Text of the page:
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Fueling the energy transition: Opportunities for financial institutions

As renewable-energy sources proliferate, power grids become smarter, and industries electrify, strong financial partners will play a critical role in providing funding for a capital-intensive sector.

Renewable energy is the future—for industry, for the environment, and for society as a whole. It is high on the global agenda and crucial to meeting the world’s carbon-reduction goals. Moreover, renewable technologies are not just clean, they are fast becoming the cheapest form of power generation in many markets.

However, renewable energy is only one piece of the puzzle. Other pieces include the reengineering of infrastructure to create a smart grid, the electrification of entire industries, and the introduction of e-mobility across the transport sector. Meanwhile, digitization, the emergence of smart devices, and the smart grid are opening up possibilities for consumers to gain direct access to the market. For instance, households equipped with solar photovoltaic cells can feed any surplus electricity they generate into the grid, thereby acting as both producers and consumers (or “prosumers,” as they have been dubbed) of energy. Other households are using smart meters to adjust their consumption in line with current market price or the time of day, another example of smart demand and supply management.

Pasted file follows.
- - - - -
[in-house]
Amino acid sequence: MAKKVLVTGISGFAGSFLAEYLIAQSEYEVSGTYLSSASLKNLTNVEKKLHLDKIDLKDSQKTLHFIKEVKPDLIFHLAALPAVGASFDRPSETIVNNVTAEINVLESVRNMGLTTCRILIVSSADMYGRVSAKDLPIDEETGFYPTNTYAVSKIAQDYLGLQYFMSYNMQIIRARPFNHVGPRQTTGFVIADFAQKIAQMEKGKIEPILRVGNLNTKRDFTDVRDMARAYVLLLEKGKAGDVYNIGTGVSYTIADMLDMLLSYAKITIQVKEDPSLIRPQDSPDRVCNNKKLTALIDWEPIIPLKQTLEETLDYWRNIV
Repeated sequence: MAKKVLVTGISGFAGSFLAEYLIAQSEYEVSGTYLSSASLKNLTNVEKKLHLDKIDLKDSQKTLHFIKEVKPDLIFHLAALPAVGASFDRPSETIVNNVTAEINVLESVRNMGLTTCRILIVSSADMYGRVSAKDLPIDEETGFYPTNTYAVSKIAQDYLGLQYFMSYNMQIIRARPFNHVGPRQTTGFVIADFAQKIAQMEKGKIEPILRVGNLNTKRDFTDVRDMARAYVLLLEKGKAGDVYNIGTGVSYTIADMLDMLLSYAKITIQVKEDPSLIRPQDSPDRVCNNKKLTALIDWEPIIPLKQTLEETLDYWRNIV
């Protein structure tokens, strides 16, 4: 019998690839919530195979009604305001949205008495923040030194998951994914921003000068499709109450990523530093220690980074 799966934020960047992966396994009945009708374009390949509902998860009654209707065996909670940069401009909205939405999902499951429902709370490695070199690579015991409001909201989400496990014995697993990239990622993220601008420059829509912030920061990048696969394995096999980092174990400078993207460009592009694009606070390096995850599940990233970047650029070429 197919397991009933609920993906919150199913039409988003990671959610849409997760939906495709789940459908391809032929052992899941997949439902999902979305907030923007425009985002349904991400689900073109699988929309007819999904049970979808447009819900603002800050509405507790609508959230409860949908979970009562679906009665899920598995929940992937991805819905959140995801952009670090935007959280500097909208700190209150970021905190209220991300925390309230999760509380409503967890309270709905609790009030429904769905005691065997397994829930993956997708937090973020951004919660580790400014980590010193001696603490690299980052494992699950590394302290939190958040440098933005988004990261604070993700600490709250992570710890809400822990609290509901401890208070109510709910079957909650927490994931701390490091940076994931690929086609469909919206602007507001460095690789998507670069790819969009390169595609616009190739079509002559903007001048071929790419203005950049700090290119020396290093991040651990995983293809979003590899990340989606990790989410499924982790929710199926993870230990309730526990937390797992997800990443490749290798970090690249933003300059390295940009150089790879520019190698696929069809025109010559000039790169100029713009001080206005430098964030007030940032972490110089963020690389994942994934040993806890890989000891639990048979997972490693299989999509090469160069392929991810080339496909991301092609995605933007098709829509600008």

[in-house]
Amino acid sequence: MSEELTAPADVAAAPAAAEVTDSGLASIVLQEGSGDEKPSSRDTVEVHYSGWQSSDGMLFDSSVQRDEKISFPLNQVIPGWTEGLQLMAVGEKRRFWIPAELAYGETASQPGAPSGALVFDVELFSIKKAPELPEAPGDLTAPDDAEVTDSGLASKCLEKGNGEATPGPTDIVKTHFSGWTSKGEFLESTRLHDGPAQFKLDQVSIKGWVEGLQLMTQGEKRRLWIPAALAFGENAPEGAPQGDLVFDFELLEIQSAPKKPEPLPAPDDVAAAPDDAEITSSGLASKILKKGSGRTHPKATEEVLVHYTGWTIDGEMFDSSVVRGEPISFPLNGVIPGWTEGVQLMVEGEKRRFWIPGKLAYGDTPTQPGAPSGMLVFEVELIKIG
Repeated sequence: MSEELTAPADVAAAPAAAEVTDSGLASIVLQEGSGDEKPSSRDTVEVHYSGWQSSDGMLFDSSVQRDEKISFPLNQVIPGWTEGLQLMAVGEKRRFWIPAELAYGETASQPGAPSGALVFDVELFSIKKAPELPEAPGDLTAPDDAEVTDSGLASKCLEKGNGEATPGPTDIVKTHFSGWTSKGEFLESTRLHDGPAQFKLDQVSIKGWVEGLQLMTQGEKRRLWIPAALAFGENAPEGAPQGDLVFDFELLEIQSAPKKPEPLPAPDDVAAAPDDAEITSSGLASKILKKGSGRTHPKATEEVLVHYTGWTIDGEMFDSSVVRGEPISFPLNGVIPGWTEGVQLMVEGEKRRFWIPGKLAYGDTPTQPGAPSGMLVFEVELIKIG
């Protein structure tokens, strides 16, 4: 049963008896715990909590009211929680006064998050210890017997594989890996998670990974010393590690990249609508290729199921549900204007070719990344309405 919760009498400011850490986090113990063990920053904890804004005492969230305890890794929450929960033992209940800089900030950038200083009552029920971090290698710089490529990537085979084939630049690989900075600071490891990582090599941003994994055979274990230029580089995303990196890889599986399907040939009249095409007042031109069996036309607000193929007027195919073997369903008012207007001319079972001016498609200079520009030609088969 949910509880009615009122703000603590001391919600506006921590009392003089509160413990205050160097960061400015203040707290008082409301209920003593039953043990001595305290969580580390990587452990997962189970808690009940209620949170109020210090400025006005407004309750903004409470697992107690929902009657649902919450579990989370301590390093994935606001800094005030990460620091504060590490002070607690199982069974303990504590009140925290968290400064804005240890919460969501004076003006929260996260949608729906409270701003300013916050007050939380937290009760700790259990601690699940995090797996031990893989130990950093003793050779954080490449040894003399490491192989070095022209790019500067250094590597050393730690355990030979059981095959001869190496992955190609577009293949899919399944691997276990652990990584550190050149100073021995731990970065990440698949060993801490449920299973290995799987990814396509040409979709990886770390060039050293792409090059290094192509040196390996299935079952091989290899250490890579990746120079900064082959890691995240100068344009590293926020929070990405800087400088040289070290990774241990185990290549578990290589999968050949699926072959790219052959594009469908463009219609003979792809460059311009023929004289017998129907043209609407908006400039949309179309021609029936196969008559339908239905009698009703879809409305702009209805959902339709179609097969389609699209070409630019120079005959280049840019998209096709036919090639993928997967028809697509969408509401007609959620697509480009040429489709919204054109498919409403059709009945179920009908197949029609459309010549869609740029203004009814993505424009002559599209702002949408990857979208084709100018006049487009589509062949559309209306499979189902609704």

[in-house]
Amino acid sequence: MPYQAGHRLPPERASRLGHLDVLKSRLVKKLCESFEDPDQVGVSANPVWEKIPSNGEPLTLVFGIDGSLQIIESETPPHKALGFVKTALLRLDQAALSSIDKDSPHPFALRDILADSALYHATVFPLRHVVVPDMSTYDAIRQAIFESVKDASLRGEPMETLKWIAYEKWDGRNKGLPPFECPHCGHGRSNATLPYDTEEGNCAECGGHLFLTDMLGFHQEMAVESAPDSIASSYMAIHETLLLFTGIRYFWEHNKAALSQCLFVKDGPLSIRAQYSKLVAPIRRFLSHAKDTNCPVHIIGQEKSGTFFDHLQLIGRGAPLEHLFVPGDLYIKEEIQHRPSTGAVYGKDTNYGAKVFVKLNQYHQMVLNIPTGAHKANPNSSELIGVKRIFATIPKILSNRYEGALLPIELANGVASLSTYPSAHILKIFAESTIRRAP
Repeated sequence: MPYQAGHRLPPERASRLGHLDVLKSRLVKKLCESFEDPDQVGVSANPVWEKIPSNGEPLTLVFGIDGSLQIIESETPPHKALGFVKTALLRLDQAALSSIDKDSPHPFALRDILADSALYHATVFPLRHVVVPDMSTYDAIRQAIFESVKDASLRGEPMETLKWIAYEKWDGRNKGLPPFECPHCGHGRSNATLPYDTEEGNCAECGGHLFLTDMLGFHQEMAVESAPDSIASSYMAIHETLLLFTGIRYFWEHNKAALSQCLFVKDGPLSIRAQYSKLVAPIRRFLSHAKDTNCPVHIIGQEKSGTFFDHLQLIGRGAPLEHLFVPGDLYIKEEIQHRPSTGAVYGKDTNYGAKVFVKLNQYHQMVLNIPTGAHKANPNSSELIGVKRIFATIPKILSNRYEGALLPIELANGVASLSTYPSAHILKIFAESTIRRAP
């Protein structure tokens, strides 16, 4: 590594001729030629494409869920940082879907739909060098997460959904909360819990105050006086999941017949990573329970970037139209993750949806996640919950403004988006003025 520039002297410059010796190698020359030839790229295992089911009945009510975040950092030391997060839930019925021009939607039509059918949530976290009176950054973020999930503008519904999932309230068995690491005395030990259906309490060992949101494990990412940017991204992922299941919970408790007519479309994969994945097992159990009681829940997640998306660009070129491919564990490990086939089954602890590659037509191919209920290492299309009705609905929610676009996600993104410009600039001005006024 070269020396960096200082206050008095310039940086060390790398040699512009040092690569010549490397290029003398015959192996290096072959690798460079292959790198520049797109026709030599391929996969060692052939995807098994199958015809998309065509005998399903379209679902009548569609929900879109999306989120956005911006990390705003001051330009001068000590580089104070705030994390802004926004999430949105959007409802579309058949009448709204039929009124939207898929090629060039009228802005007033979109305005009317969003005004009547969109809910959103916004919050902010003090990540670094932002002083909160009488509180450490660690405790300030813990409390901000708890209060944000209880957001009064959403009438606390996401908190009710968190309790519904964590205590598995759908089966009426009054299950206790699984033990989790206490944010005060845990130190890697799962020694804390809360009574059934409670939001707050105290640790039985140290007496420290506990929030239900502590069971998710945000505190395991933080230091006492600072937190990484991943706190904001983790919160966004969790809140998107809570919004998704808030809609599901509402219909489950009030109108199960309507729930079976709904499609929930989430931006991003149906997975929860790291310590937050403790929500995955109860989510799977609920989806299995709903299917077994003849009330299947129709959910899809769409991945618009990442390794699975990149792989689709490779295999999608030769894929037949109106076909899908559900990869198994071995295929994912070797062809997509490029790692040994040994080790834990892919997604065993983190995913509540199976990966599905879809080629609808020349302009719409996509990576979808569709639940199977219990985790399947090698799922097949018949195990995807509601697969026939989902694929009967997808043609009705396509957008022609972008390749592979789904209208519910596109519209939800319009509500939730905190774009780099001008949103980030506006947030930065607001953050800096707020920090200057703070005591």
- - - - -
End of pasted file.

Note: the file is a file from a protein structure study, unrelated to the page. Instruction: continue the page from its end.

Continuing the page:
Energy and technology companies have naturally been preparing for these developments for some time. But what about businesses in other industries—businesses that have both means and social responsibilities? More specifically, what role could financial institutions play in the energy transition and the emerging energy landscape?